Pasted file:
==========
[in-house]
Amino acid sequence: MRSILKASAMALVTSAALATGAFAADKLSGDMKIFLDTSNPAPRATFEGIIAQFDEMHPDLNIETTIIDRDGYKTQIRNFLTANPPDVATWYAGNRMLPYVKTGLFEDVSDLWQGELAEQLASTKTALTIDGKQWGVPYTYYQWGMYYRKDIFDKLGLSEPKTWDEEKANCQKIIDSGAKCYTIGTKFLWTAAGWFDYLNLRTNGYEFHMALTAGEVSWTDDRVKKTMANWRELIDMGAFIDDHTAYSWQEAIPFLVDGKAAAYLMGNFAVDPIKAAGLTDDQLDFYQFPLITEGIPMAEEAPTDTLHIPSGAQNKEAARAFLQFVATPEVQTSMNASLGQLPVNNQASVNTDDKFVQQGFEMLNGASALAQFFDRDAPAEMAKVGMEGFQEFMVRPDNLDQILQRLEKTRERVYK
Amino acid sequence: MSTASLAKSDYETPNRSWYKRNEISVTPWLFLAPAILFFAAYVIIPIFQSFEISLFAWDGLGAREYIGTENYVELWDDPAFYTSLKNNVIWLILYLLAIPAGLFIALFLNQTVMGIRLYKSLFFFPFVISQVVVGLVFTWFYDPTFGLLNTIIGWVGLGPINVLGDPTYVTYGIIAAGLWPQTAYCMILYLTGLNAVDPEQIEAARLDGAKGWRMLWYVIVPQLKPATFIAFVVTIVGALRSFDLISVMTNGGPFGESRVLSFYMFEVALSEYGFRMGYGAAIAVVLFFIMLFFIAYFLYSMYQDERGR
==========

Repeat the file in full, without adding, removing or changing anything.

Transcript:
[in-house]
Amino acid sequence: MRSILKASAMALVTSAALATGAFAADKLSGDMKIFLDTSNPAPRATFEGIIAQFDEMHPDLNIETTIIDRDGYKTQIRNFLTANPPDVATWYAGNRMLPYVKTGLFEDVSDLWQGELAEQLASTKTALTIDGKQWGVPYTYYQWGMYYRKDIFDKLGLSEPKTWDEEKANCQKIIDSGAKCYTIGTKFLWTAAGWFDYLNLRTNGYEFHMALTAGEVSWTDDRVKKTMANWRELIDMGAFIDDHTAYSWQEAIPFLVDGKAAAYLMGNFAVDPIKAAGLTDDQLDFYQFPLITEGIPMAEEAPTDTLHIPSGAQNKEAARAFLQFVATPEVQTSMNASLGQLPVNNQASVNTDDKFVQQGFEMLNGASALAQFFDRDAPAEMAKVGMEGFQEFMVRPDNLDQILQRLEKTRERVYK
Amino acid sequence: MSTASLAKSDYETPNRSWYKRNEISVTPWLFLAPAILFFAAYVIIPIFQSFEISLFAWDGLGAREYIGTENYVELWDDPAFYTSLKNNVIWLILYLLAIPAGLFIALFLNQTVMGIRLYKSLFFFPFVISQVVVGLVFTWFYDPTFGLLNTIIGWVGLGPINVLGDPTYVTYGIIAAGLWPQTAYCMILYLTGLNAVDPEQIEAARLDGAKGWRMLWYVIVPQLKPATFIAFVVTIVGALRSFDLISVMTNGGPFGESRVLSFYMFEVALSEYGFRMGYGAAIAVVLFFIMLFFIAYFLYSMYQDERGR